Skip to main content

6 Offensive Things People Say to Grooms—and What to Say Back

Here are some of the ridiculous and downright offensive comments to brace your groom for—and some tips on how to stay woke. Together.

groom and groomsmen shoes

groom and groomsmen shoes

Photo: Anna Simonak Photography

We live in a world where self-driving cars are literally being tested right this very moment by Google, and yet when it comes to the gender divide in the planning of heterosexual weddings, most people’s attitudes could not be more stuck in the past. That is: Brides are naturally inclined to plan weddings, the way birds naturally know where to migrate when the weather turns cold, while grooms are clueless babies to whom the entire wedding language is foreign and marriage only means “death of single life.”

I’m not about to try to explain it—that’s beyond my capabilities as a lowly blogger—but I can tell you that regardless of how 50-50 the two of you attack the process of organizing your wedding—that is, even if you split the cost, split the planning duties, craft together and beyond—there will still be that peanut gallery of (mostly friends and loved ones, so don’t be too mad at ‘em) who will naturally think the bride is the wedding-obsessed mastermind while the groom, poor thing, is the befuddled, steamrolled, unwilling participant who’s just going along with things because bride so pretty.

Here are some of the most ridiculous things people say to grooms—and how to respond.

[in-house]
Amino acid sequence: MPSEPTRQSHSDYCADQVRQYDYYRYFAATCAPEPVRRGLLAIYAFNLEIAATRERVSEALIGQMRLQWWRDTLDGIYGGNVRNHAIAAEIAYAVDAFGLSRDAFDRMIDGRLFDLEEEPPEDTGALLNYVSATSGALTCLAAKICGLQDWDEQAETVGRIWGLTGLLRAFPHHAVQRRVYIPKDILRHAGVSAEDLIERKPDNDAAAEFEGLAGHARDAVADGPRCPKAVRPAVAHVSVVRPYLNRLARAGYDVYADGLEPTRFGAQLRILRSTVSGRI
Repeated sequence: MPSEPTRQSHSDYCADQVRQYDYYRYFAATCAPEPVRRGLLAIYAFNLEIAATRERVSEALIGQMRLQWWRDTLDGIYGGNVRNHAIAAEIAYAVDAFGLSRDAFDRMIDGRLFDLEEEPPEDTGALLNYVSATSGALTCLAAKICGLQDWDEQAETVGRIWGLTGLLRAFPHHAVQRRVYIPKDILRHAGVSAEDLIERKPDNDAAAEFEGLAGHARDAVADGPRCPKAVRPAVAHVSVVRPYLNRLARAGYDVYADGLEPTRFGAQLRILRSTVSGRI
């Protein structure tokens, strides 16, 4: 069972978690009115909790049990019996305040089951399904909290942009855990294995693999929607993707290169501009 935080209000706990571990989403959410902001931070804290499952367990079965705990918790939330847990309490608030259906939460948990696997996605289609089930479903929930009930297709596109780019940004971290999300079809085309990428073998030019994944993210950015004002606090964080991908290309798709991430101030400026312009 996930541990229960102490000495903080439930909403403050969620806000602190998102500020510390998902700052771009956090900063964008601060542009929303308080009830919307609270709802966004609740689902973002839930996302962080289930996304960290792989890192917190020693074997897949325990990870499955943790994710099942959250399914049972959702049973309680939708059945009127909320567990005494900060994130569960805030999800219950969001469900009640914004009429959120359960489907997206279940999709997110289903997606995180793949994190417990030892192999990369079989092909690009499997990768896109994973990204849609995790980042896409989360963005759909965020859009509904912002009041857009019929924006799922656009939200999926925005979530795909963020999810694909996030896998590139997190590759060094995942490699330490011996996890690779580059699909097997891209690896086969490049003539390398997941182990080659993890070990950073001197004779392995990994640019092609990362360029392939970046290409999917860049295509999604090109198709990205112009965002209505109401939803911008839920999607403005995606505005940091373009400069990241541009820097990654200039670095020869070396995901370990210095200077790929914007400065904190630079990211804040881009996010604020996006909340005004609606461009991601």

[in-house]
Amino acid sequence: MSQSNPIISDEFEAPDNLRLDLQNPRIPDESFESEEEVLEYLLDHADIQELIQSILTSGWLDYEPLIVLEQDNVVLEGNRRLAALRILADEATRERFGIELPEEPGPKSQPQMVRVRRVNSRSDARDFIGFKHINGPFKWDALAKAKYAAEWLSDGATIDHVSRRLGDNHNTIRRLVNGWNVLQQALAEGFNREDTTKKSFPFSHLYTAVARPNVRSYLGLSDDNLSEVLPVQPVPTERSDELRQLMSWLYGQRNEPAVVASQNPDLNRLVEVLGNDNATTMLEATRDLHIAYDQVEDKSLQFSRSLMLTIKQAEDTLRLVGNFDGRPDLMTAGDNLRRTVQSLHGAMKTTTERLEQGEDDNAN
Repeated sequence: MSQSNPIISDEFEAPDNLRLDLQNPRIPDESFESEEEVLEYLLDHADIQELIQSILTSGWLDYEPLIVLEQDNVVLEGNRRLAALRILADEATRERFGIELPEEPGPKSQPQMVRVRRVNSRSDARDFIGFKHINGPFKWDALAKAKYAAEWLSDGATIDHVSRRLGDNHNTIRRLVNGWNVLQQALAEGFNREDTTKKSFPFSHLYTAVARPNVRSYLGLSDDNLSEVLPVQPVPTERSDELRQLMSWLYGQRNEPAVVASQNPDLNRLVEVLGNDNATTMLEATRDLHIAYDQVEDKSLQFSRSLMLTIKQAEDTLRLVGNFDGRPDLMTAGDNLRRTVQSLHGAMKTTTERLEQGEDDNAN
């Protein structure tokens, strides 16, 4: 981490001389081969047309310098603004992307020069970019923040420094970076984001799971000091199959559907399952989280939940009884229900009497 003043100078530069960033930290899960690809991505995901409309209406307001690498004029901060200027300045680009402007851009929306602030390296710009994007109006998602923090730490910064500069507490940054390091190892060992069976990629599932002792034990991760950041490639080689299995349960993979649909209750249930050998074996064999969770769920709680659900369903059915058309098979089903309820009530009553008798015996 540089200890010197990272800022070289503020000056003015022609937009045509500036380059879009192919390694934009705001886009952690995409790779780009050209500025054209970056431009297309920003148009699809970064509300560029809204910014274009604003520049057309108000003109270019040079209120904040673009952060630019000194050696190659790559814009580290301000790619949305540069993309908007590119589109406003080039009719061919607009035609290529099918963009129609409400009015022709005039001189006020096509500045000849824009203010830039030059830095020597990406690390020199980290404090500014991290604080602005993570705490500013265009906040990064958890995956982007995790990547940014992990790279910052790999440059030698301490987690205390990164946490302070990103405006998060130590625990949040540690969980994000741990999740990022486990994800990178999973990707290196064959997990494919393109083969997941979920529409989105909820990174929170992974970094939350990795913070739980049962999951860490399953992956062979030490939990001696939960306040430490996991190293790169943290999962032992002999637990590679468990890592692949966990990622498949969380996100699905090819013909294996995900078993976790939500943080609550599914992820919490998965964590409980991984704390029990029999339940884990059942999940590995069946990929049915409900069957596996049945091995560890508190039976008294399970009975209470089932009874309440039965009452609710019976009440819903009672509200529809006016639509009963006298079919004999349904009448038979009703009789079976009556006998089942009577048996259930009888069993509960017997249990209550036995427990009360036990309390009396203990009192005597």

“Aren’t you sad that your bachelor life is over?”

The thing about most marriages these days is that the betrothed actually want to get married. Unlike whatever era the asker of this question is harkening back to, when marriage meant a lifetime of commitment (read: obsession) for the bride and a lifetime of miserable compulsory monogamy for the groom. Anyone who asks this question is not only anachronistic and sexist, they’re also undermining the mutual love you and your partner have for one another, and the mutual excitement you each have not only for planning your wedding day, but building a life together. Consider… not inviting them to your wedding.

groom tuxedo

Photo: Karina Jensen Photography

“Don’t you wish you were just eloping?”

It’s a frustrating stereotype that might come up again and again—she must want a huge, out of control wedding, and he must want something conservative, low-key and not a big deal. Some people have a hard time understanding that both a bride and a groom can want the wedding of their shared dreams, and want it the same amount as one another. After all, partying with friends, being surrounded by love, eating, dancing and drinking tons are universally enjoyed by all gender expressions. So, combat comments like these by simply gushing about all the super-unique details the two of you have planned—together—to make your wedding irreplaceably, perfectly yours.

“You’re basically just there to sign the checks, right?”